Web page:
California OK’s $1.4 Billion Loan to Keep Last Nuclear Plant Open

By Jill McLaughlin
Jill McLaughlin
Jill McLaughlin
September 2, 2022 Updated: September 5, 2022

Fearing more rolling blackouts in California as green energy supplies fall short, state lawmakers have agreed to spend $1.4 billion to keep the state’s last functioning nuclear power plant running.

The state Legislature passed a bill Sept. 1, supporting Gov. Gavin Newsom’s push to reverse plans to close Diablo Canyon Nuclear Power Plant by 2025.

The extension will allow Pacific Gas & Electric (PG&E), operator of the San Luis Obispo plant, to continue operating until 2030. The company agreed six years ago to shutter the plant amid pressure from environmental groups and the local community.

Epoch Times Photo
One of Pacific Gas and Electric’s Diablo Canyon Power Plant’s nuclear reactors in Avila Beach on California’s central coast, on Nov. 3, 2008. (Michael A. Mariant/AP Photo)

The legislation also authorizes a forgivable loan of $1.4 billion by the state to PG&E for the plant’s extended operations.

Sen. Bill Dodd (D-Napa), who introduced the bill, said the state needed nuclear power to keep the lights on.

“This bill is an essential step toward preventing rolling blackouts and increased electricity prices we would pay if forced to buy electricity from out-of-state, dirty carbon-emitting sources,” Dodd said in a statement. “We need to have this option available to keep the lights on and keep making progress towards net zero carbon emissions.”

A PG&E spokesperson told The Epoch Times the company remains committed to the state’s clean energy plans while operating the plant safely.

“PG&E is committed to California’s clean energy future,” PG&E spokeswoman Suzanne Hosn said. “We remain focused on continuing to provide reliable, low-cost, carbon-free energy to the people of California, while safely operating one of the top performing plants in the country.”

The decision to extend nuclear power resources comes as California faces a prolonged heat wave during Labor Day weekend. Newsom declared a state of emergency Aug. 31, asking residents to conserve energy.

The heat wave impacted energy resources in multiple states, and a prolonged drought reduced the state’s ability to generate hydroelectric power, Newsom said in a statement.

Several environmental groups opposed the measure, including Environment California, Friends of the Earth, and the Natural Resources Defense Council.

“With Governor Newsom and the legislature working to appropriate climate budget funds and advance ambitious climate legislation in the waning days of the legislative session, this proposal is a dangerous and costly distraction,” the groups said in a joint statement.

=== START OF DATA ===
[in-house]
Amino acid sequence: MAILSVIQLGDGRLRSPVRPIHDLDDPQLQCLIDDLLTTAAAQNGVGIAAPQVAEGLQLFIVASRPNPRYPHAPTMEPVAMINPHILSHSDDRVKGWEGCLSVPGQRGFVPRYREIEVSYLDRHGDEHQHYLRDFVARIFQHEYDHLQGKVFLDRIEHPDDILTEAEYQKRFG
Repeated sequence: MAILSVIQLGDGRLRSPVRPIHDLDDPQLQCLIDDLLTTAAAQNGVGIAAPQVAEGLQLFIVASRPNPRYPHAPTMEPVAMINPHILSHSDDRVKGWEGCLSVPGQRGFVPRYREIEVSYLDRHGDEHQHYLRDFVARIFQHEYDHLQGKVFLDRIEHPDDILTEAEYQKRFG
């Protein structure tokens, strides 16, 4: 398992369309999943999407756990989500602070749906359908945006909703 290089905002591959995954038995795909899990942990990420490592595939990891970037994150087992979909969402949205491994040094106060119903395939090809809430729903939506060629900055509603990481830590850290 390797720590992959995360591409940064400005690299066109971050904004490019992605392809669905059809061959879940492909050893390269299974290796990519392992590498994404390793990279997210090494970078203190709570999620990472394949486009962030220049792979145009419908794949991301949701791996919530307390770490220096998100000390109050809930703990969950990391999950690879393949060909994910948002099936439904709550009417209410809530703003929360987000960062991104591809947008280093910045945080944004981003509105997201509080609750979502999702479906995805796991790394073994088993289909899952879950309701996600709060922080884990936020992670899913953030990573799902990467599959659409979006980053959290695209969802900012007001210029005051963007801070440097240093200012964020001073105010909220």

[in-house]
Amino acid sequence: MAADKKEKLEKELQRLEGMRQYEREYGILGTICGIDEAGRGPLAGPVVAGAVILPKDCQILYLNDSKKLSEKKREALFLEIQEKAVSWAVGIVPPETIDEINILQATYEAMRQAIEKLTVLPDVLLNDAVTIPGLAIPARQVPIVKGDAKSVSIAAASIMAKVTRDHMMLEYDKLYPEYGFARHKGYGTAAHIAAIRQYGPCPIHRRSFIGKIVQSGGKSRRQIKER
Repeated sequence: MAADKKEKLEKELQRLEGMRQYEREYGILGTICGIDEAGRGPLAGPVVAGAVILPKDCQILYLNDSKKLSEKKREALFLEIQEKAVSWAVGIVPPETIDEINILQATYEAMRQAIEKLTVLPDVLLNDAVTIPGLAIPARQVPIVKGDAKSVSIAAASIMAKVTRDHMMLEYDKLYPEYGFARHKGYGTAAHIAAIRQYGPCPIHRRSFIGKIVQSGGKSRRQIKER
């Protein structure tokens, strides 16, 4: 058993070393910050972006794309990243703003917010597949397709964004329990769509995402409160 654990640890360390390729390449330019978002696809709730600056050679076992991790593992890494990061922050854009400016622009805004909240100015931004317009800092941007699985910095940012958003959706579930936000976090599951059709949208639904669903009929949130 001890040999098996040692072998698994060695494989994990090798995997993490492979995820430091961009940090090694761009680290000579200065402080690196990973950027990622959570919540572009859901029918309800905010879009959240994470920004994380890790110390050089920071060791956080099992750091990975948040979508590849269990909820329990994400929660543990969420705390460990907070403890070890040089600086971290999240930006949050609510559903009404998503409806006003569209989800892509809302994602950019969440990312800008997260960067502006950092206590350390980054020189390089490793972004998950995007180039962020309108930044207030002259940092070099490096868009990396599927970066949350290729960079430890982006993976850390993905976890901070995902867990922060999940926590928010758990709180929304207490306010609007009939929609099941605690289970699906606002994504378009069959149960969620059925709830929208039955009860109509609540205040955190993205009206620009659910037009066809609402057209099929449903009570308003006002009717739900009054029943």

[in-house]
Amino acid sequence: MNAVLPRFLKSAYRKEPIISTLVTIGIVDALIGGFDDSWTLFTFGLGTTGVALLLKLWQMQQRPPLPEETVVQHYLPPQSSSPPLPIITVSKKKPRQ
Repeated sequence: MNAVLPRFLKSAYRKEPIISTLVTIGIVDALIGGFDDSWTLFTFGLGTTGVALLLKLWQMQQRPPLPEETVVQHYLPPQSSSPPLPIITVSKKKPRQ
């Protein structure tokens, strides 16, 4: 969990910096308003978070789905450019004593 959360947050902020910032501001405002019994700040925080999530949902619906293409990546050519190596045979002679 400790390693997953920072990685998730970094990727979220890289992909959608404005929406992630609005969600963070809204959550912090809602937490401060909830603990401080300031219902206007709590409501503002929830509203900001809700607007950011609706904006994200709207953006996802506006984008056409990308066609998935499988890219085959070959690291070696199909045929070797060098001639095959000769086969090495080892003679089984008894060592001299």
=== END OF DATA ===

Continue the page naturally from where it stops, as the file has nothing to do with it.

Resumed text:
Mothers for Peace, a San Luis Obispo-based anti-nuclear group, commented after the measure’s approval, vowing to continue the fight to close the plant by 2025.

“In essence, this vote puts in jeopardy years of deliberate and careful planning to retire the twin reactors, providing a runway for clean, renewable energy,” the group said in a statement. “Further, this vote will cause financial pain to taxpayers and ratepayers, extends the ongoing fear of a seismic event, and exacerbates the environmental damage Diablo Canyon inflicts.”

Although the legislation earned overwhelming bipartisan approval in both houses of the Legislature, some lawmakers shared concerns.

State Sen. John Laird, (D-Santa Cruz) told the California Energy Commission he didn’t think they had all the answers yet about whether the plant’s continued operation was the key to energy reliability in the state.

The senator voiced concerns about safety, cost to taxpayers, waste disposal of spent nuclear fuel, seismic activity analysis in the area, aging cooling technology at the plant, permitting, and land conservation.

Sen. Brian Dahle (R-Redding), who is running against Newsom for governor this year, told PG&E during a Senate Oversight hearing the state is already in “crisis” mode because of the pending shutdown of the nuclear plant.

“Because legislators voted to close this power plant six years ago, we are now in crisis mode since not enough electricity is available with other green sources, and now all California ratepayers will be paying to keep it open,” Dahle said. “I’m very concerned that the ratepayers are going to be paying a lot more.”

Newsom has until the end of September to approve the legislation.